Traveling in Isan is always an adventure into the unknown, a surprise-filled journey through a version of Thailand not overly fussed with tourism. The Thailand of our grandparents’ generation where heat follows harvest, followed by rains, then the cycle repeats. And the delight of discovering something new at unexpected moments is a big part of Isan’s allure.
Guidebook in hand, I sit, close my eyes, and listen to the music of a traditional wooden loom. The flight of a shuttle — loaded with a bobbin of thread — skittering from side to side, accompanied by the rhythmic thumping of a beater, carefully tamping down each weft row of beautiful mutmee (ikat) silk. Thump, thump, thump. This pulsing beat can be heard anywhere in Asia, but here in Ubon Ratchathani, it carries even more significance. It’s the marching drumbeat of millennia of history.
Sitting in Ban Khampun, the elegant workshop of national artists Meechai Taesujariya and Khampun Srisai, I look around at the beautiful Lanna, Lao, Siamese, and Chinese styles fused into the low-slung buildings that encircle the long grassy courtyard. Their popular year-round textile museum and café occupy the plot next door, but Ban Khampun only opens to the public for three days each year. Here, I watch intricate traditional patterns reimagined onto heirloom-quality textiles which are highly sought-after and fetch high prices in Bangkok and beyond. The sound of the weavers’ pulsing toil allows me pause to meditate on this area and my journey thus far.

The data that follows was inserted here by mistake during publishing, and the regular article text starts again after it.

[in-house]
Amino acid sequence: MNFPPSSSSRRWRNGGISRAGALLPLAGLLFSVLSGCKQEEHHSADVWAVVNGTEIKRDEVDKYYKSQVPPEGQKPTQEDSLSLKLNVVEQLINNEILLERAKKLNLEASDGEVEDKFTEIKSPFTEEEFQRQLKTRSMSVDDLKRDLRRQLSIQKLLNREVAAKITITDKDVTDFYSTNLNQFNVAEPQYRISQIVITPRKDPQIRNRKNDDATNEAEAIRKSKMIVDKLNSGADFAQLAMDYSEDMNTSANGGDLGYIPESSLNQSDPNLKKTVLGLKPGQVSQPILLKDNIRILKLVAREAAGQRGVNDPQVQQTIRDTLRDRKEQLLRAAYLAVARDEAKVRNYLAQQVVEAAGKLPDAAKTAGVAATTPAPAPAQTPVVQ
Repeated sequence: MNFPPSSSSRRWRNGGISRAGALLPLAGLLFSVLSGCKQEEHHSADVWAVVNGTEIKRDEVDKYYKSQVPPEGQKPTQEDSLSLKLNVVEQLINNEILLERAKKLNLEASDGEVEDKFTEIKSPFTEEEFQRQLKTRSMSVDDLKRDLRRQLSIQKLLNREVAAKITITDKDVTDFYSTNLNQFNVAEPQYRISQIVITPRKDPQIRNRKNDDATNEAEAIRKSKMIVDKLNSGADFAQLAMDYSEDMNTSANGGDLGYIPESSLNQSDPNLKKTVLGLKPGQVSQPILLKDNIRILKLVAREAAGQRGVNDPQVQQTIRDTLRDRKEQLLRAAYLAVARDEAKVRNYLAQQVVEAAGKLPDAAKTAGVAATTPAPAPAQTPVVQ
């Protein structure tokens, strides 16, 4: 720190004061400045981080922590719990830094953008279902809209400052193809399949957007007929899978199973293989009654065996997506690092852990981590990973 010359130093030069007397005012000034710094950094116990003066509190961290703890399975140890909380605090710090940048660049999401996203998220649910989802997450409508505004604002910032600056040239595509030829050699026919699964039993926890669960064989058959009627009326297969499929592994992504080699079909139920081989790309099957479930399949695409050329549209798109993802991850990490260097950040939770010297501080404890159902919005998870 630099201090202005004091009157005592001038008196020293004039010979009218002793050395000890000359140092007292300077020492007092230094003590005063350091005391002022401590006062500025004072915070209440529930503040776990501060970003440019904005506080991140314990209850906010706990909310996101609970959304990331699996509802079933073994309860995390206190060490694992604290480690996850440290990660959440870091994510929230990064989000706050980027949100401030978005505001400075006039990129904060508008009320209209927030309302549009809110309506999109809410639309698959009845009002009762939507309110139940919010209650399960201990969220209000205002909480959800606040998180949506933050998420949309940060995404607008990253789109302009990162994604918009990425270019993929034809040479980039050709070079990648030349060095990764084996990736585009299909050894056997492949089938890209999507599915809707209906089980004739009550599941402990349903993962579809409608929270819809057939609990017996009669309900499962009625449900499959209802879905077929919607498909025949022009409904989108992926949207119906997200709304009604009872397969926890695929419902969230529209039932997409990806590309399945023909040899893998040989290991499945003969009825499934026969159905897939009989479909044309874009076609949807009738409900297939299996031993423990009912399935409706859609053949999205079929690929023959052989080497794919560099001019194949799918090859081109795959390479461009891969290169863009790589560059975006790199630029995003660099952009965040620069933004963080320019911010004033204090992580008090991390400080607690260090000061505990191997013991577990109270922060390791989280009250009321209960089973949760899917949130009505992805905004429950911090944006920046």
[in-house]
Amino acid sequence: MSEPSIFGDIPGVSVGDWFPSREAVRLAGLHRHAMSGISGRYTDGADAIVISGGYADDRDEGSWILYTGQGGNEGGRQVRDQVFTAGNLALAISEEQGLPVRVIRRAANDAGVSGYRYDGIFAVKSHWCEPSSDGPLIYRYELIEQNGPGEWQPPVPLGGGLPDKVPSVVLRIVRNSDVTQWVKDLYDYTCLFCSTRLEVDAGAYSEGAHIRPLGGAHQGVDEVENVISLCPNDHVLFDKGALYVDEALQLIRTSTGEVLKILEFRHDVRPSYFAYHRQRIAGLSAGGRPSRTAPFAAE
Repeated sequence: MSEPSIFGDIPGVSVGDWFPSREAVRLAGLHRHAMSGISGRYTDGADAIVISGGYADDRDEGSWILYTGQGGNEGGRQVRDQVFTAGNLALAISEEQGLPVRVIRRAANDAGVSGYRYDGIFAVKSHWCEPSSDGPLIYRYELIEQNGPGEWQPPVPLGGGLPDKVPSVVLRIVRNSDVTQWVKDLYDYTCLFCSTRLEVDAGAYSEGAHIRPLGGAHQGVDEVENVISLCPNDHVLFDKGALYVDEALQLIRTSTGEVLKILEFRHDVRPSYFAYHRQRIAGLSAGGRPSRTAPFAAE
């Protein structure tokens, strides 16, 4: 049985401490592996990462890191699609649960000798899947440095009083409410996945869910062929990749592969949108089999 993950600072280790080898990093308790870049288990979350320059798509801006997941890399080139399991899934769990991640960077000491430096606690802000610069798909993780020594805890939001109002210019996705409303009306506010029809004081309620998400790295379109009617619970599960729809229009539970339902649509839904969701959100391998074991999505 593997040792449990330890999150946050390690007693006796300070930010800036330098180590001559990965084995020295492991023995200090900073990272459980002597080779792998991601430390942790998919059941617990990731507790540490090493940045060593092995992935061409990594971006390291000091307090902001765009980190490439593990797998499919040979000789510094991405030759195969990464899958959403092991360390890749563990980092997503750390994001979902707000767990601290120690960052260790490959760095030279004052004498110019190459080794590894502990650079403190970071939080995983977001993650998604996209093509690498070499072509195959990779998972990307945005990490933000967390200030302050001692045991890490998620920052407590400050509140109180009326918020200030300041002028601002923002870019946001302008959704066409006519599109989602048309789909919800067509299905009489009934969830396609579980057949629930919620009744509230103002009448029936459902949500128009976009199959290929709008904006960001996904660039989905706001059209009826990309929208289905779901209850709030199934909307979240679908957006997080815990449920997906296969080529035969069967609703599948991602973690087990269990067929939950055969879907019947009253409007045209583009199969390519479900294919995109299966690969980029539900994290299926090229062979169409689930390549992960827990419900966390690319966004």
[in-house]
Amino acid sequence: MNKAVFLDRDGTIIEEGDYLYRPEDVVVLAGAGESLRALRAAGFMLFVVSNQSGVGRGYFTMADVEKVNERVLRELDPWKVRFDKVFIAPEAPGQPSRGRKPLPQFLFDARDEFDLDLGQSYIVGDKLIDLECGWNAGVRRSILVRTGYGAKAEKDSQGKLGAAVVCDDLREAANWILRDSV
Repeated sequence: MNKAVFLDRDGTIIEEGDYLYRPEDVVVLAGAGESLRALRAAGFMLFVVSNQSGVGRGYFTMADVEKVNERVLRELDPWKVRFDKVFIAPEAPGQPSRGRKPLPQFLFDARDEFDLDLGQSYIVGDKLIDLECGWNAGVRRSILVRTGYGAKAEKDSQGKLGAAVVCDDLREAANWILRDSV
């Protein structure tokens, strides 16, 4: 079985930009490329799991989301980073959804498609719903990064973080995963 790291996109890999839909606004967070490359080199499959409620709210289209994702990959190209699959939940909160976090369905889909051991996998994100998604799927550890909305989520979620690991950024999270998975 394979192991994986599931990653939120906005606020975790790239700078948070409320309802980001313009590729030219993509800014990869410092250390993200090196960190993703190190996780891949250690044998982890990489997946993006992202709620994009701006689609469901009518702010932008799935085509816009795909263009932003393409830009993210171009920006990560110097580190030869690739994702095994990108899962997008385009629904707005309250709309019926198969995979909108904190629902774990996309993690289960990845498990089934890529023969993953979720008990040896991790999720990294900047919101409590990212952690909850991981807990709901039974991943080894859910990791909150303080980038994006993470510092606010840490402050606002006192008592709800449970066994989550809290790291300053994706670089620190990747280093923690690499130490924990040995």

Take a look back at Ubon Ratchathani’s history
Ubon Ratchathani is a living pastiche; a crossroads of cultures. The province is nestled in the southeast corner of Thailand’s northeastern Isan region, flanked by Laos to the east and Cambodia to the south. An ancient civilization settled this area thousands of years ago, leaving behind impressive petroglyphs at Pha Taem National Park.
Fast forward to the late 1700s and an aristocratic quarrel with the King of Vientiane caused several Lao nobles to move their entourages to an area on the Mun River, which became Ubon Ratchathani. The 20th century saw skirmishes with the French, waves of migrants fleeing turmoil in Vietnam, as well as an American air force base that poured money and cement into the city. These influences harmonize, swirl and fuse together into an identity that is truly unique — a sum greater than its parts — like the intricate and unique fibers woven into stunning textiles.